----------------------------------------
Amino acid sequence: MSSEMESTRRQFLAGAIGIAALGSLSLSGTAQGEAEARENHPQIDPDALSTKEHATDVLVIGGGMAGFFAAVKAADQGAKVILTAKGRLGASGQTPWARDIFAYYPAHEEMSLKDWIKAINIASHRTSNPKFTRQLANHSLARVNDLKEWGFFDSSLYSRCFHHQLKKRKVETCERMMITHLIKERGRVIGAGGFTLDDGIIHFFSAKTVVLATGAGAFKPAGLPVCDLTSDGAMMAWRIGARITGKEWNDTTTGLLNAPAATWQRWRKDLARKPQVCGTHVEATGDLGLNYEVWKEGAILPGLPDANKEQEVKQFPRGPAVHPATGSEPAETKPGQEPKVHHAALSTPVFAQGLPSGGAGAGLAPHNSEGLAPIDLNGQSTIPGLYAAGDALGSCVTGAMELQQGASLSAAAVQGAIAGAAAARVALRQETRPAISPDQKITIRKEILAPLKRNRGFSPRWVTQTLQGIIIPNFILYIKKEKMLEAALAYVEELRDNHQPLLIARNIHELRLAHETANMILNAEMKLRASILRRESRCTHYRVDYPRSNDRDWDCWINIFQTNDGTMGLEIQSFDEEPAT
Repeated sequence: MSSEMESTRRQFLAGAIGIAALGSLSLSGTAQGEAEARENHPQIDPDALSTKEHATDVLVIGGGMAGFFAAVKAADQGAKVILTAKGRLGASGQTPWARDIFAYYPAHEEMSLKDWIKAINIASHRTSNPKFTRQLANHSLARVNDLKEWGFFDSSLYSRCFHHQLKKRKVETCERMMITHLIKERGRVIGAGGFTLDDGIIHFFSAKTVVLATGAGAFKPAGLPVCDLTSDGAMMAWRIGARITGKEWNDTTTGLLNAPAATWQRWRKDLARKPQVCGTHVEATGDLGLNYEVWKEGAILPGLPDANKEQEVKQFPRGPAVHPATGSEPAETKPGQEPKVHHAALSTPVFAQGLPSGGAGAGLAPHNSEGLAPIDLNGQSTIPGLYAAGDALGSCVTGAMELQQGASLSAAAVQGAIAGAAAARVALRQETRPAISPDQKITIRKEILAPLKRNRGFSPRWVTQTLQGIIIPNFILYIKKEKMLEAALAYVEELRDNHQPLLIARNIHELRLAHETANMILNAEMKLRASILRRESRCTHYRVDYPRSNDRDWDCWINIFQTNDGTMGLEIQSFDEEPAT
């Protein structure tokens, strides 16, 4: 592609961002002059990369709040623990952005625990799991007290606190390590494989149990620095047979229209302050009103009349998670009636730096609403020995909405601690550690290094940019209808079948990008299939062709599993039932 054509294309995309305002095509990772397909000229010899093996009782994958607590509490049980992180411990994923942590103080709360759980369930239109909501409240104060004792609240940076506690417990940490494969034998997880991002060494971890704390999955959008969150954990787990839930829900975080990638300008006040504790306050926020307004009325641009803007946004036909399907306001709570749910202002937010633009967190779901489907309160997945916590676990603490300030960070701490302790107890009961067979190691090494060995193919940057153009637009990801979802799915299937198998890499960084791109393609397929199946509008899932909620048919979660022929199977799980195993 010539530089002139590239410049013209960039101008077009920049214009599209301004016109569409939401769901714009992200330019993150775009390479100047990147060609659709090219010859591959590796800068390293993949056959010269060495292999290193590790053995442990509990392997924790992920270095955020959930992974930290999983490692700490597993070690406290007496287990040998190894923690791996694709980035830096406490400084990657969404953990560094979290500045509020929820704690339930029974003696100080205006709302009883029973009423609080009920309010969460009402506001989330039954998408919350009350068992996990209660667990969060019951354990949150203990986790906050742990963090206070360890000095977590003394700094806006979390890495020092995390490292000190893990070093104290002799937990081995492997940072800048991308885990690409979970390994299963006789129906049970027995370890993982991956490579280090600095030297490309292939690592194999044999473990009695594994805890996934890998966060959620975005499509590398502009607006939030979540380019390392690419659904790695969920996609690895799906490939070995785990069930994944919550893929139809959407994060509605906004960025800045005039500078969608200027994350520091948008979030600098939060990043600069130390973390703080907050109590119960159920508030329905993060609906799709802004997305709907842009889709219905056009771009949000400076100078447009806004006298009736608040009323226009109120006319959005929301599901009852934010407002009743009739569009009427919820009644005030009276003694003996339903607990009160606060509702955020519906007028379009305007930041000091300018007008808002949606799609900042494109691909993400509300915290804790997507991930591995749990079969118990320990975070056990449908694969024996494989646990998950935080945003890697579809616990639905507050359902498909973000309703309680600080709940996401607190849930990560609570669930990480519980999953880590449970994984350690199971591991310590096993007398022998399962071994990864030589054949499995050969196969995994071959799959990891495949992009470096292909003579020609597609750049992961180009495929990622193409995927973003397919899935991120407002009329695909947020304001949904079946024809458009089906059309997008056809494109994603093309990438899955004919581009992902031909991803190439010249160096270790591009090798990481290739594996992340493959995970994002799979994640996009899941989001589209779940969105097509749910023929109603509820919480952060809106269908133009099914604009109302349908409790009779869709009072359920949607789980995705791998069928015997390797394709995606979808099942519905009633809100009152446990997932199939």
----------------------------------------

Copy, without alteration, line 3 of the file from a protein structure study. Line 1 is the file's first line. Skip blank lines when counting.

């Protein structure tokens, strides 16, 4: 592609961002002059990369709040623990952005625990799991007290606190390590494989149990620095047979229209302050009103009349998670009636730096609403020995909405601690550690290094940019209808079948990008299939062709599993039932 054509294309995309305002095509990772397909000229010899093996009782994958607590509490049980992180411990994923942590103080709360759980369930239109909501409240104060004792609240940076506690417990940490494969034998997880991002060494971890704390999955959008969150954990787990839930829900975080990638300008006040504790306050926020307004009325641009803007946004036909399907306001709570749910202002937010633009967190779901489907309160997945916590676990603490300030960070701490302790107890009961067979190691090494060995193919940057153009637009990801979802799915299937198998890499960084791109393609397929199946509008899932909620048919979660022929199977799980195993 010539530089002139590239410049013209960039101008077009920049214009599209301004016109569409939401769901714009992200330019993150775009390479100047990147060609659709090219010859591959590796800068390293993949056959010269060495292999290193590790053995442990509990392997924790992920270095955020959930992974930290999983490692700490597993070690406290007496287990040998190894923690791996694709980035830096406490400084990657969404953990560094979290500045509020929820704690339930029974003696100080205006709302009883029973009423609080009920309010969460009402506001989330039954998408919350009350068992996990209660667990969060019951354990949150203990986790906050742990963090206070360890000095977590003394700094806006979390890495020092995390490292000190893990070093104290002799937990081995492997940072800048991308885990690409979970390994299963006789129906049970027995370890993982991956490579280090600095030297490309292939690592194999044999473990009695594994805890996934890998966060959620975005499509590398502009607006939030979540380019390392690419659904790695969920996609690895799906490939070995785990069930994944919550893929139809959407994060509605906004960025800045005039500078969608200027994350520091948008979030600098939060990043600069130390973390703080907050109590119960159920508030329905993060609906799709802004997305709907842009889709219905056009771009949000400076100078447009806004006298009736608040009323226009109120006319959005929301599901009852934010407002009743009739569009009427919820009644005030009276003694003996339903607990009160606060509702955020519906007028379009305007930041000091300018007008808002949606799609900042494109691909993400509300915290804790997507991930591995749990079969118990320990975070056990449908694969024996494989646990998950935080945003890697579809616990639905507050359902498909973000309703309680600080709940996401607190849930990560609570669930990480519980999953880590449970994984350690199971591991310590096993007398022998399962071994990864030589054949499995050969196969995994071959799959990891495949992009470096292909003579020609597609750049992961180009495929990622193409995927973003397919899935991120407002009329695909947020304001949904079946024809458009089906059309997008056809494109994603093309990438899955004919581009992902031909991803190439010249160096270790591009090798990481290739594996992340493959995970994002799979994640996009899941989001589209779940969105097509749910023929109603509820919480952060809106269908133009099914604009109302349908409790009779869709009072359920949607789980995705791998069928015997390797394709995606979808099942519905009633809100009152446990997932199939």